If there were any requested instructions by the defendant, they are not in the record. The trial court did not instruct the jury to the effect that they could only find the decedent negligent if they found evidence of such negligence, apart from plaintiff's testimony. No exception was taken to the court's failure to so instruct.

The contention that the plaintiff must make a prima facie case by evidence apart from his own testimony *319 was specifically made for the first time in defendant's motion for a judgment notwithstanding the verdict. In denying this motion the trial court stated:

"Sub-paragraph A of the second ground set forth in the defendant's Motion as argued presents the only real question in this matter. There is no question relative to the law being as is stated in O.R.S. 30.080 to the effect that an injured person shall not recover judgment except upon some competent satisfactory evidence other than the testimony of the injured person. However, I do not feel that this question was presented to the Court upon the defendant's Motion for an involuntary nonsuit. * * * "* * * * * "* * * I thought at that time and I still do that there was testimony on the part of the plaintiff that at least made out a prima facie case of negligence upon the part of Mr. Poulson. Nowhere in his Motion was Section 30.080 O.R.S. mentioned nor was the proposition in any way presented to the Court that there was no satisfactory evidence in the record besides the testimony of this plaintiff. Consequently, the Court did not consider this matter at that time because it was not in any way presented to the Court. "The Supreme Court in the case of Edvalson vs Swick, 190 Ore at Page 478, uses this language: `It is well settled that the motion of an adverse party for a nonsuit or for a directed verdict must specify the grounds therefor; and that when such a motion is denied, the grounds stated therein are conclusive on the moving party, and he may not urge for the first time on appeal additional grounds for the motion.' * * * "* * * * * "These are the only grounds set forth in the Motion for a directed verdict and the holding in the case of Edvalson vs Swick is also applicable to a Motion for a directed verdict. * * *"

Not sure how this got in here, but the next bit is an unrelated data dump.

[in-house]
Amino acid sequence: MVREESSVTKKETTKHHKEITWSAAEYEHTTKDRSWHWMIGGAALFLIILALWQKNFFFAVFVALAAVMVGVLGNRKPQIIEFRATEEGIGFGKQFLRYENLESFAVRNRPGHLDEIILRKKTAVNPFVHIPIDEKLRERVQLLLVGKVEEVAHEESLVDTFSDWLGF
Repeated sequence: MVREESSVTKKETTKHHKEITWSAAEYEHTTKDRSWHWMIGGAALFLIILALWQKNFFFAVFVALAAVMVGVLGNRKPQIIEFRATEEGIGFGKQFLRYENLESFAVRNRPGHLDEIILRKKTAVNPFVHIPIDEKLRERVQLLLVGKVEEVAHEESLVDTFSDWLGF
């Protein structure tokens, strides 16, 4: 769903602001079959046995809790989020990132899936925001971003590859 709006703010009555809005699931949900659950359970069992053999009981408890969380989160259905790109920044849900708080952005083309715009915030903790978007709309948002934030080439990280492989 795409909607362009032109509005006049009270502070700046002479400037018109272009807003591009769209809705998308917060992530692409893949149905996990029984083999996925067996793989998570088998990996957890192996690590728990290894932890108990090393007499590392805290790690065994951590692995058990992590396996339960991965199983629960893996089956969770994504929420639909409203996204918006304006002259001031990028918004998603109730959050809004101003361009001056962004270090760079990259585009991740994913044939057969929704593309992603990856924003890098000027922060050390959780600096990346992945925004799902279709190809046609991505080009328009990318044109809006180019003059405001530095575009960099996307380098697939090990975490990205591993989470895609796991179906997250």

*320 2, 3. An appellant cannot assert on appeal grounds for his motion for nonsuit or directed verdict which were not asserted when the motions were made at the trial. Edvalson v. Swick, 190 Or 473, 227 P2d 183 (1951). A motion for a judgment notwithstanding the verdict cannot be granted upon grounds not previously asserted in the motion for a directed verdict. ORS 18.140(1); See McCormick v. Williams, Jr., 199 Or 66, 69, 255 P2d 1071 (1953).

The question, then, is whether the defendant advanced, as a ground for either of her motions, the proposition that plaintiff could not recover because he had not established a prima facie case of negligence by evidence apart from his own testimony. It appears that the defendant did not have such ground in mind when the motions were made. The trial court was of the same opinion. The entire motions and the brief colloquy between court and counsel convince us that defendant was urging that all of plaintiff's evidence, including the testimony of the plaintiff, did not make out a case of negligence against the defendant.

4. The reason for the procedural rule that an appellate court will not consider a ground for a motion for a nonsuit or a directed verdict that was not asserted at the time the motion was made is apparent. An appellate court is a court of review. It reviews decisions on legal issues made by the trial court. The trial court in turn decides legal questions presented to it by the parties. Most of the trial court's rulings of law are not appealed; they are final. The parties are relatively satisfied to have one court, acting impartially and conscientiously, decide the question presented to it. Appellate courts should not decide new *321 issues upon which the trial court had no opportunity to rule.

5. The ground stated by the defendant is so general that it could encompass the specific contention now made by defendant. "There is not sufficient evidence here to go to the jury" is a phrase that can include almost any possible contention that any defendant could advance. It apprises the trial court of nothing except defendant's belief that plaintiff has not made a sufficient case to go to the jury and no statement of grounds is necessary for that purpose. To hold that such motion sufficiently presented to the trial court the proposition that plaintiff could not recover because he had not made a prima facie case apart from plaintiff's testimony would reach a result contrary to the reason behind the rule we are attempting to apply. The specific issue was never presented to the trial court, and that should be the only test.

The closest precedent is Oja v. LeBlanc, 185 Or 333, 340, 203 P2d 267 (1949). The plaintiff pedestrian was struck by defendant's car while he was walking on or near the highway. There was a question whether the plaintiff was on or off the highway when he was struck. The motion for a nonsuit was as follows: